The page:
Discover all you need to know about What Is Escarole. From belonging to the endive family, to the vitamin content, then on to how to prepare it. All you need to know about them right here.
Escarole is part of the endive family. The leaves of it in comparison to the rest of the endive family are broader and paler. They are also less better, by comparison. In taste they are difficult to distinguish from radicchio, but not by looks.
Just like the rest of the endive family, including kale, chard and radicchio, escarole are hearty greens which flourish later into the growing season. Because the center of the plants head hasn’t gotten as much sunlight, it is less bitter. Some farmers have been known to cultivate pale escarole leaves by covering the pants to reduce the sunlight, which keeps the whole plant from getting quite so bitter.
Escarole are high in folic acids, fiber as well as vitamins A and K. The greens can either be eaten raw or after they have been gently cooked.
Feast Food Fact-Plants in the chicory family can be loose-leafed or in tight heads, tapered or round, smooth or frilly. Colors range from white to all shades of green to wine red. Common types include curly endive, frisee, escarole, Belgian endive and radicchio. #salad #greens pic.twitter.com/Li2iXdImM1— Feast in a Basket (@feastinabasket) August 9, 2018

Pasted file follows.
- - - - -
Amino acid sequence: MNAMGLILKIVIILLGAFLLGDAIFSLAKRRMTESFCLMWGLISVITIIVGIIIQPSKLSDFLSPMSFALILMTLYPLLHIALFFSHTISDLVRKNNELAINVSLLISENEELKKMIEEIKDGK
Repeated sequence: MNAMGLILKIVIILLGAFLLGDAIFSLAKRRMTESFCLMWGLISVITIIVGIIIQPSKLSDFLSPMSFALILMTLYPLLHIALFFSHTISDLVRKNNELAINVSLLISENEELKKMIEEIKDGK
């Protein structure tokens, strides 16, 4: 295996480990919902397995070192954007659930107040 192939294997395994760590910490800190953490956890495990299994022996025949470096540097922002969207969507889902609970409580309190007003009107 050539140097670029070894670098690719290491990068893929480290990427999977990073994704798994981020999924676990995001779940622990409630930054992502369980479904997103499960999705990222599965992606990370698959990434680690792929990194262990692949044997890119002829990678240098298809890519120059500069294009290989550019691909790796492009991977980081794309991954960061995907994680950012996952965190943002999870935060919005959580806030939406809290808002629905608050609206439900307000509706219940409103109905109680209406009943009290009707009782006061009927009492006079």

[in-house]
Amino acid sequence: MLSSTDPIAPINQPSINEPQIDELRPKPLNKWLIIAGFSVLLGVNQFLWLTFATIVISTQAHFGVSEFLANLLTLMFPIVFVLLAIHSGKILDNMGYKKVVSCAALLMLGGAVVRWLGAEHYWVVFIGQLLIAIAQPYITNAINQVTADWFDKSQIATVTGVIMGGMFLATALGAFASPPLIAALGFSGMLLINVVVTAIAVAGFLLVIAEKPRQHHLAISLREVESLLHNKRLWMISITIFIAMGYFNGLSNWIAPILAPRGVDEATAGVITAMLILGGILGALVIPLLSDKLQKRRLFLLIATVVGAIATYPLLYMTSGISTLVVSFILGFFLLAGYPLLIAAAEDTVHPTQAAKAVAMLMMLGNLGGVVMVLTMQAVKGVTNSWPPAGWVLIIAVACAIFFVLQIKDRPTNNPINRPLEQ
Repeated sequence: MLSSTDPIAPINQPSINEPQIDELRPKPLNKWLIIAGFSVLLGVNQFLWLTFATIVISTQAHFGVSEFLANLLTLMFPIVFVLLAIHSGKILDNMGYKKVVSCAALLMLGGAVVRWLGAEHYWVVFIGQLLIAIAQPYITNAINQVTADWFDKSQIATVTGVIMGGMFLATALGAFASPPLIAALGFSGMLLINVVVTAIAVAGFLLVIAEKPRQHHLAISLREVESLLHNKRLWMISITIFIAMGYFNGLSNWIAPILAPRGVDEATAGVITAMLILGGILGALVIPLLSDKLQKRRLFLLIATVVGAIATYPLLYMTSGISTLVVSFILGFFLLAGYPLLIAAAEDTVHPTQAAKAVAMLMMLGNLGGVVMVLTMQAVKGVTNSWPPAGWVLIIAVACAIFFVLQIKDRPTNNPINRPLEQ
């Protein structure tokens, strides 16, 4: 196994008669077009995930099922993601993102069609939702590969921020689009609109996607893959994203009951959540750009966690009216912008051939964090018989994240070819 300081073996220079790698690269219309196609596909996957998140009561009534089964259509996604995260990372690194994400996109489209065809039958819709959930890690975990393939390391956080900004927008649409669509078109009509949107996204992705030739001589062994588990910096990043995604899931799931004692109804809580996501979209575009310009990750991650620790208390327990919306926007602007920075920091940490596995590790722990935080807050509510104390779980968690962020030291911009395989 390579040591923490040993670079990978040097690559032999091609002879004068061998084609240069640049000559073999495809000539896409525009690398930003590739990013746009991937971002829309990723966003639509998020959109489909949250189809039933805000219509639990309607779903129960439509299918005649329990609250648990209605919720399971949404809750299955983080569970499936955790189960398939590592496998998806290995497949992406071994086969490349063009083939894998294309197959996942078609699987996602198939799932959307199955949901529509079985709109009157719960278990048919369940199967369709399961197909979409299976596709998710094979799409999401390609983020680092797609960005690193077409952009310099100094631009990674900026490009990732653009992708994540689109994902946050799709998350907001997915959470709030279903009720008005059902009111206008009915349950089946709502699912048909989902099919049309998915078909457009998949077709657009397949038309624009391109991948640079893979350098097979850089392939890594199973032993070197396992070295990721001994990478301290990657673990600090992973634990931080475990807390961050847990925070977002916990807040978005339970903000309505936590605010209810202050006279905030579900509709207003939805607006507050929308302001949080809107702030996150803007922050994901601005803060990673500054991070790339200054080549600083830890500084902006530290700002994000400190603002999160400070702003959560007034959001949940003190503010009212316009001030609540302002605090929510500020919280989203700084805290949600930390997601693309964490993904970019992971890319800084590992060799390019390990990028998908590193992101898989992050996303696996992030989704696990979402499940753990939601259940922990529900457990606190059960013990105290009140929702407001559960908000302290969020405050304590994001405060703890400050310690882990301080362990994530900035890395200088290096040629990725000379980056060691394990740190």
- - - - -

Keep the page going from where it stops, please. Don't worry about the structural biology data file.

Ways to Cook
There are many different ways to cook escarole. It can often be found in Italian wedding soup, included in a mild salad, or any other form you like to eat bitter greens. One fun fact for you is that a head of escarole has more nutrients in it than a head of iceberg lettuce contains. A head of escarole that is about medium in size will usually result in about seven cups of torn leaves.
Escarole is a member of the bitter greens plants, which means it can sometimes taste biter. It can be eaten cooked or raw and is packed full of nutrients that are good for you.
What is your favorite way to prepare escarole?